Unpublished Disposition, 924 F.2d 1063 (9th Cir. 1991)Annotate this Case
Albert O'Neal SCOTT, Plaintiff-Appellant,andJames W. SIMMONS, Plaintiff,v.Bryn ARMSTRONG; Richard Bryan, Defendants-Appellees.
United States Court of Appeals, Ninth Circuit.
Submitted Dec. 14, 1990.* Decided Jan. 31, 1991.
Before JAMES R. BROWNING, KILKENNY and RYMER, Circuit Judges.
Plaintiffs Albert O'Neal Scott and James W. Simmons, black inmates in the Nevada state prison system, brought this action under 42 U.S.C. § 1983 alleging that the defendants had revoked their parole in part because of their race. The district court ruled in favor of the defendants on summary judgment. Only Scott has appealed. Scott has limited his appeal to his claim that the actions of the defendants violated the Equal Protection Clause of the Fourteenth Amendment. We affirm.
A facially neutral law is not invalid under the Equal Protection Clause merely because it has a greater impact upon members of one race than another. Washington v. Davis, 426 U.S. 229, 239 (1976). In order to establish a violation of the Equal Protection Clause based upon allegations of racial discrimination, the plaintiff must establish that the defendants acted with a discriminatory intent. Id. Once the plaintiff establishes a prima facie case of racial discrimination, the burden shifts to the defendants to prove their actions were not motivated by race. Id. at 241. The plaintiff's prima facie showing may be made either by direct evidence of the defendants' discriminatory intent or by circumstantial evidence. Arlington Heights v. Metropolitan Housing Corp., 429 U.S. 252, 266 (1977). Scott relies exclusively upon circumstantial evidence. In particular, Scott claims that two white parolees received minimal punishment for parole violations while four black parolees, including himself, received more serious sanctions for arguably less severe parole violations. In addition, Scott alleges that three black parolees accused of drug use were referred for criminal prosecution while none of seven white parolees were.
Scott asks us to infer from these instances of allegedly disparate treatment an intent on the part of the defendants to treat him more harshly because of his race. However, where a plaintiff relies solely upon instances of allegedly disparate treatment, he must establish "a clear pattern, unexplainable on grounds other than race." Arlington Heights, 429 U.S. at 266. "Absent as stark a pattern as that in Gomillion [v. Lightfoot, 364 U.S. 339 (1960) ] or Yick Wo [v. Hopkins, 118 U.S. 356 (1888) ]," a claim will fail if there is no other evidence of discriminatory intent. Id.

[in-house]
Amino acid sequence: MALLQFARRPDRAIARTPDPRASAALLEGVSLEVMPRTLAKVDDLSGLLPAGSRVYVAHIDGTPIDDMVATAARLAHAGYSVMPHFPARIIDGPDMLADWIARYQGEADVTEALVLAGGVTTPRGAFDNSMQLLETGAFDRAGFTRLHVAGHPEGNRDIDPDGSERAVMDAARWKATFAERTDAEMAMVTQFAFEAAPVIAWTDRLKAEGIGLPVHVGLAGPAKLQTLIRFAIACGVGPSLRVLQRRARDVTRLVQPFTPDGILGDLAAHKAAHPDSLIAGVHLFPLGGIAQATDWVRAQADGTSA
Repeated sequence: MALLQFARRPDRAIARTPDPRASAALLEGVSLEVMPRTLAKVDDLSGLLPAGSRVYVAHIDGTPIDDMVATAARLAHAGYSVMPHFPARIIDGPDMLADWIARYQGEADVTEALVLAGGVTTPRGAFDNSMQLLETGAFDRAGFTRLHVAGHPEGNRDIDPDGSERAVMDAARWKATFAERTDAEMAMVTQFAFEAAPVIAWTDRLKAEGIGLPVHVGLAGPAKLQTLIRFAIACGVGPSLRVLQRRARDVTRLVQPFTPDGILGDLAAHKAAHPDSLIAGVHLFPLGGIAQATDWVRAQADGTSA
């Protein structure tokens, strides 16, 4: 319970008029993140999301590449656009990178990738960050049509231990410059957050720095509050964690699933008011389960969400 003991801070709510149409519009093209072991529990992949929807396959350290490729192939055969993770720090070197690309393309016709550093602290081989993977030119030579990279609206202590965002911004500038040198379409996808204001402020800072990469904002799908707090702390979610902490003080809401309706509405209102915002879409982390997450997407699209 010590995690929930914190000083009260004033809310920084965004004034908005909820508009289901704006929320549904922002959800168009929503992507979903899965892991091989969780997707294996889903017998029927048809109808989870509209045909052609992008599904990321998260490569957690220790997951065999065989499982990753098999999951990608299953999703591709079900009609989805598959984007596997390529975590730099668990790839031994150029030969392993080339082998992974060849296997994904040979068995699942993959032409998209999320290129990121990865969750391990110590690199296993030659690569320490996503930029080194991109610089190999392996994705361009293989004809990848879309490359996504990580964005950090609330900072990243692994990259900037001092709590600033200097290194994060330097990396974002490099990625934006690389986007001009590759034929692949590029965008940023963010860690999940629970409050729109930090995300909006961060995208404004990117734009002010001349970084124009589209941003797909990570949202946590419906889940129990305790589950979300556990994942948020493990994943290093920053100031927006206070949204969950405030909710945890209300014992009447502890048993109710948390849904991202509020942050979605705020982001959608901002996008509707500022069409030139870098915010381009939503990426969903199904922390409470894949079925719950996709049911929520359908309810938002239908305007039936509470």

Scott's claim falls far below the high threshhold set in Arlington Heights. In Gomillion, the City of Tuskegee excluded 395 of 400 black citizens from its boundaries and hence from its voter registration rolls. Gomillion, 364 U.S. at 341. In Yick Wo, each of 200 Chinese applicants was denied a license to operate a laundry, while 80 non-Chinese applicants were granted such licenses. Yick Wo, 118 U.S. at 374. Here, Scott alleges only two instances in which white parolees received more favorable treatment than blacks. As the district court noted, these cases may be accounted for by "differences in age, past [criminal] records, and other background information," information which Scott did not supply in support of his claim. Scott v. Armstrong, Dist.Ct. No. CV-S-88-79-PMP at 12. We therefore agree with the district court that these two instances "are simply insufficient to raise an inference of racial discrimination." Id. The alleged instances of criminal referrals based upon drug use are of little or no probative value because of Scott's failure to provide any reliable evidence that these incidents actually occurred. Accordingly, the judgment is